Supportive Parenting: Helping Children Realize Their Potential

Supportive Parenting: Helping Children Realize Their Potential

Harness your children's potential by guiding, nurturing, and supporting them. By allowing your children to read and be physically active, it helps to encourage their imagination and creativity.

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Children will become successful when they are in a nurturing environment.

Parenting entails making sure children reach their full potential through guidance, nurturing, and good nutrition. Here are ways to support the development of your child's gifts and talents.

Parenting doesn’t end with providing your children with food, shelter, and clothing; taking care of them while they’re sick; and making sure they are safe and secure at all times. Helping children bring their talents to the fore and maximize their potential is another responsibility that parents find important.

Behind the story of every gifted child is a supportive parent, or set of parents. Daniel Coyle, author of the bestselling book, The Talent Code: Greatness Isn’t Born, It’s Grown, deviates from the traditional belief that infants are born with talent, or they’re not. Instead, Coyle espouses the “practice makes perfect” route. In his book, Coyle says there are “talent hotbeds” throughout the world and these are areas that have produced children with exceptional talents. For instance, Brazil has produced some of the world’s best soccer players.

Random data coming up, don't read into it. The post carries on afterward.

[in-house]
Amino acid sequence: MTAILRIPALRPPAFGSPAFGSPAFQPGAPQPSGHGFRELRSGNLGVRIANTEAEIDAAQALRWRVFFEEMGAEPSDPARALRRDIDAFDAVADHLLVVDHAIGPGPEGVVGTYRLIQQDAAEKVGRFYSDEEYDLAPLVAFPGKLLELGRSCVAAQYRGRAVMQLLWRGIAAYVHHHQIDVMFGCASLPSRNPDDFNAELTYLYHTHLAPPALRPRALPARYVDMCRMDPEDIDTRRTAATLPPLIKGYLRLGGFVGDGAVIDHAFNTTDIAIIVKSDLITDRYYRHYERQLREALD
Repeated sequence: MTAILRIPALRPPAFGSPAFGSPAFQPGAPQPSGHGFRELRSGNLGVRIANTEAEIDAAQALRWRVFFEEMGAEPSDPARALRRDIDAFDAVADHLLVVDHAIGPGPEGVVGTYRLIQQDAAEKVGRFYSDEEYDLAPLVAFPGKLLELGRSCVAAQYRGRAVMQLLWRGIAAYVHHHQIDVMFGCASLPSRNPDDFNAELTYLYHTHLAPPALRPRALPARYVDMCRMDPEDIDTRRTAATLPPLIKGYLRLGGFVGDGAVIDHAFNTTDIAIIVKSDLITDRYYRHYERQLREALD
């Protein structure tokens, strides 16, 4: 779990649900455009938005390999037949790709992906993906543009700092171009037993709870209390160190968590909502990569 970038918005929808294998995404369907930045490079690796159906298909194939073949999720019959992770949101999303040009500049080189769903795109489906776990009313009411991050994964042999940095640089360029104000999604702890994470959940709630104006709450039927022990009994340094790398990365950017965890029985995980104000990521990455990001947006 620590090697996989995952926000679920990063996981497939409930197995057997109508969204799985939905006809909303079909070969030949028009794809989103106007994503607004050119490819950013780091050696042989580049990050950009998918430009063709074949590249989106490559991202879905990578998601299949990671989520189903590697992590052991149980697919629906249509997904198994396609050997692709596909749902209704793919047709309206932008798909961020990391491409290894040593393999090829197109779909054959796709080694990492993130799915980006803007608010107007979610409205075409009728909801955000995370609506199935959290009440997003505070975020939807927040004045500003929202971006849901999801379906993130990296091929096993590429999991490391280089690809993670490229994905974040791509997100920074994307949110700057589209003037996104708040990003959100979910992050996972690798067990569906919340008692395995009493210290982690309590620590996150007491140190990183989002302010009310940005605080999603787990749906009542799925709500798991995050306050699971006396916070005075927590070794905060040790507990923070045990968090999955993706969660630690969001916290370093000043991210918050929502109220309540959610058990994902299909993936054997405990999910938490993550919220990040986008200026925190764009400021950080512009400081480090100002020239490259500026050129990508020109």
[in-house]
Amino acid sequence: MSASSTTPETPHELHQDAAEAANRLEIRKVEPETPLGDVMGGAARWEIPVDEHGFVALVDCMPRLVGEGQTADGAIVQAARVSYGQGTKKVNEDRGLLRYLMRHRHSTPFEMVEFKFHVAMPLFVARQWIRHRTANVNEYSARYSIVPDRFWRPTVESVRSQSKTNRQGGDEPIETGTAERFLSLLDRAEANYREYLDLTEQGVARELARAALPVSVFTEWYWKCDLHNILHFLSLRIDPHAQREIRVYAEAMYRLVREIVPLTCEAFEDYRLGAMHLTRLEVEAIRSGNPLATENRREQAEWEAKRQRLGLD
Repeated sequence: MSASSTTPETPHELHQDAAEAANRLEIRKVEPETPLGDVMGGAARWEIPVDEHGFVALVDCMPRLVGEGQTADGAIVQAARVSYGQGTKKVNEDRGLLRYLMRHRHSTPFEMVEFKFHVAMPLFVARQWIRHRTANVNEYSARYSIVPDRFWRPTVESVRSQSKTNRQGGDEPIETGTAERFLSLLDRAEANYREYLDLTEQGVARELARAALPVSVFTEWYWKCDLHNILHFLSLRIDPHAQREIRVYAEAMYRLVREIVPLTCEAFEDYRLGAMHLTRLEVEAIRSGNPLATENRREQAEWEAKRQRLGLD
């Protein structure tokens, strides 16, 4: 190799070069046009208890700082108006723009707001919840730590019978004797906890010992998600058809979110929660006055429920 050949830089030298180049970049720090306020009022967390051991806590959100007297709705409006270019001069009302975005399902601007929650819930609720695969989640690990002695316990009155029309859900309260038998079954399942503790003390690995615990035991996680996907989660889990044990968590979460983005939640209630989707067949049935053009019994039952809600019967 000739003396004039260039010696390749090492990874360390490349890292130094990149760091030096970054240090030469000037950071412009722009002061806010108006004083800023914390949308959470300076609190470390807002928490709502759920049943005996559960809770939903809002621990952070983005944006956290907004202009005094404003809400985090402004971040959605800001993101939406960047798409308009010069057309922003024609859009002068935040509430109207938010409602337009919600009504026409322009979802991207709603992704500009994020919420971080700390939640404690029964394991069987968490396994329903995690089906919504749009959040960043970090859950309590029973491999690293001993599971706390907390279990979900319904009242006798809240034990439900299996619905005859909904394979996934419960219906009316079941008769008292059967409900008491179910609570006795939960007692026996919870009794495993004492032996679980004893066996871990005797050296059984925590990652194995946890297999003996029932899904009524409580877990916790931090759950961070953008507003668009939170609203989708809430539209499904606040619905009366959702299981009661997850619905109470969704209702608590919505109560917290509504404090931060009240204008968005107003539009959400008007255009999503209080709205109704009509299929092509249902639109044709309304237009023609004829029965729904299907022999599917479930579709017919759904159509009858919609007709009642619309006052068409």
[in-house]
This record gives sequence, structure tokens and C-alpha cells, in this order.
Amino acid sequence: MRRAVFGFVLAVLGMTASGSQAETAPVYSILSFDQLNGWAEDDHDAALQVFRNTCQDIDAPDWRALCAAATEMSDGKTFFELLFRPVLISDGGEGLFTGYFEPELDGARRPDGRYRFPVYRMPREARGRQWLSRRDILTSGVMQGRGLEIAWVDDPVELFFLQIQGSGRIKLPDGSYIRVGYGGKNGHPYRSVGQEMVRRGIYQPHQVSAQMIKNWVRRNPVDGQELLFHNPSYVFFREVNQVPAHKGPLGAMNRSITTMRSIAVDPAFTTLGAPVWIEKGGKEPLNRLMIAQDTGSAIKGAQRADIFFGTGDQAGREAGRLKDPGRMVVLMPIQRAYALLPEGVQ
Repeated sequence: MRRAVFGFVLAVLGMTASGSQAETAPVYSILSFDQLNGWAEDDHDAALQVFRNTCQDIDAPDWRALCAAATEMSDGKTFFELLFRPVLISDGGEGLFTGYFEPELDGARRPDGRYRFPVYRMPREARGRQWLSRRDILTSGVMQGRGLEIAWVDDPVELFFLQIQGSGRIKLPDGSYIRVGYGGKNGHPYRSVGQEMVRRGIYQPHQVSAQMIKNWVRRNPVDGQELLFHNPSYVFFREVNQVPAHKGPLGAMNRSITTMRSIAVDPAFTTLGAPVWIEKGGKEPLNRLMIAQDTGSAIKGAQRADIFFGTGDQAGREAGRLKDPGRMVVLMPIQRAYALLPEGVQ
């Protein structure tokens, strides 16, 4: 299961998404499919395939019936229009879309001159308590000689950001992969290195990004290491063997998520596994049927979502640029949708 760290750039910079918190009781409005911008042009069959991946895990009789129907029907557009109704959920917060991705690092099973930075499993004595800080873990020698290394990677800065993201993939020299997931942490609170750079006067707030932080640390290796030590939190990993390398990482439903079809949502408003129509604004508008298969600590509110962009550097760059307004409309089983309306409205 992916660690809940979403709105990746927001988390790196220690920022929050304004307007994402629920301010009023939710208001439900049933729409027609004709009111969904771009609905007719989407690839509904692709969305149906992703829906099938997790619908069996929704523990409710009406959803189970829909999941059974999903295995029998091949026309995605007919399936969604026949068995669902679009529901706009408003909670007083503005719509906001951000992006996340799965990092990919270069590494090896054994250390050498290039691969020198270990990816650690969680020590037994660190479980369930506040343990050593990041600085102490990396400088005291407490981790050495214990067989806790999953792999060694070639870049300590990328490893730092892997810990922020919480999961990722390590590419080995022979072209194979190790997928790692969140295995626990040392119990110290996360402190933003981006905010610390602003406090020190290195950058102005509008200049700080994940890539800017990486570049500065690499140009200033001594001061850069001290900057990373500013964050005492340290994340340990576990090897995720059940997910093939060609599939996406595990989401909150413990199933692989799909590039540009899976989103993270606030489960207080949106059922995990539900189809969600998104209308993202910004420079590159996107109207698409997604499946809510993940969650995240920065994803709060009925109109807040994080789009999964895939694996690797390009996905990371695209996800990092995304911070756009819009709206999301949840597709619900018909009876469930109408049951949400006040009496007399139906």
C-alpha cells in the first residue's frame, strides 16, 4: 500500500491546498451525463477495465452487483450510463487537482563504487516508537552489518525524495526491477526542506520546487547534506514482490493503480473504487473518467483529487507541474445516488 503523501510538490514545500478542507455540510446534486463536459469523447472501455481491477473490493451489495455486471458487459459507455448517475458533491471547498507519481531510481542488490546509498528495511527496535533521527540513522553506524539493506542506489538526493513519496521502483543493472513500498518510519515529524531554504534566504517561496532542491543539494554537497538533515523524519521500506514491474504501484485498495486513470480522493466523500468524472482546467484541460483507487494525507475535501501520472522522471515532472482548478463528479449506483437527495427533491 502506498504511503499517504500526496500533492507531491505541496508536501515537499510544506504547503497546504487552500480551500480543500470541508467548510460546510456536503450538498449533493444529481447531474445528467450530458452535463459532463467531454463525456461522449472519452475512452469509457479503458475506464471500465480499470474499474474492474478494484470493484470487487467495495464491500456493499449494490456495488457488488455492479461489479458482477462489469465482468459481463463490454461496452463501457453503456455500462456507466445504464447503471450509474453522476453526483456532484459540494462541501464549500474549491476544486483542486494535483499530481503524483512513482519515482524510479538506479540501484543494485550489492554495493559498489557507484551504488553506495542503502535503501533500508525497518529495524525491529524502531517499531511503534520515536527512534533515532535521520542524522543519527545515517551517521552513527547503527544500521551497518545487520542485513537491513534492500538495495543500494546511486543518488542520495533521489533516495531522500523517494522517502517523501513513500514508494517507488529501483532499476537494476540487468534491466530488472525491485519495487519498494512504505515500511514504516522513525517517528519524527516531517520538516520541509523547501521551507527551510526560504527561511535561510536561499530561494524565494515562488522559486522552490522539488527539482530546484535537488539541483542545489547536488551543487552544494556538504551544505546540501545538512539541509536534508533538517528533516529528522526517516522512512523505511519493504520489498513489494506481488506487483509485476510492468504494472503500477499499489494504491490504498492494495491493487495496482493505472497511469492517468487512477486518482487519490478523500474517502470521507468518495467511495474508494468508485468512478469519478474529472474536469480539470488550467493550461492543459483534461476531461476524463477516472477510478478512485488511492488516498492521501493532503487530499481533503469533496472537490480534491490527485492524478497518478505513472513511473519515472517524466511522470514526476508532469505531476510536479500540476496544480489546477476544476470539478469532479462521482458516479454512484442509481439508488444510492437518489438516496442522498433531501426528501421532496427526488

Harnessing potential

Some of Coyle’s opinions may be controversial but his belief that “greatness isn’t born, it’s grown” is something many will agree with. Parents don’t need “talent hotbeds” to raise champions and stars, however. Every champion and every star started out as a child with potential.

Tennis champion Rafael Nadal trained for an hour and a half, five times a week, in the most extreme conditions since he was seven. His uncle also trained him to play ambidextrously. Dame Margot Fonteyn started dancing when she was four years old until she became the world’s greatest ballerina. Facebook founder Mark Zuckerberg became interested in computers when he was a child. Zuckerberg was taught Atari BASIC Programming by his father when he was about 12.

Annie (not her real name) is a mother in her 30s whose eight-year-old daughter Nicole is into ballet and math. Nicole also excels in school. Annie runs her own business but every Saturday, she wakes up early to bring her daughter to ballet school. She also needs to take time out from work when Nicole competes in math contests here and abroad.

“Nicole told me she wants to keep competing and winning. In real life, she is shy but when she dances or is in a competition, she loses that shyness. As a mother, my role is to support her and make sure she eats well and has everything she needs like transportation and a nanny when I am not there,” says Annie, who is a single mother.

Nurturing talent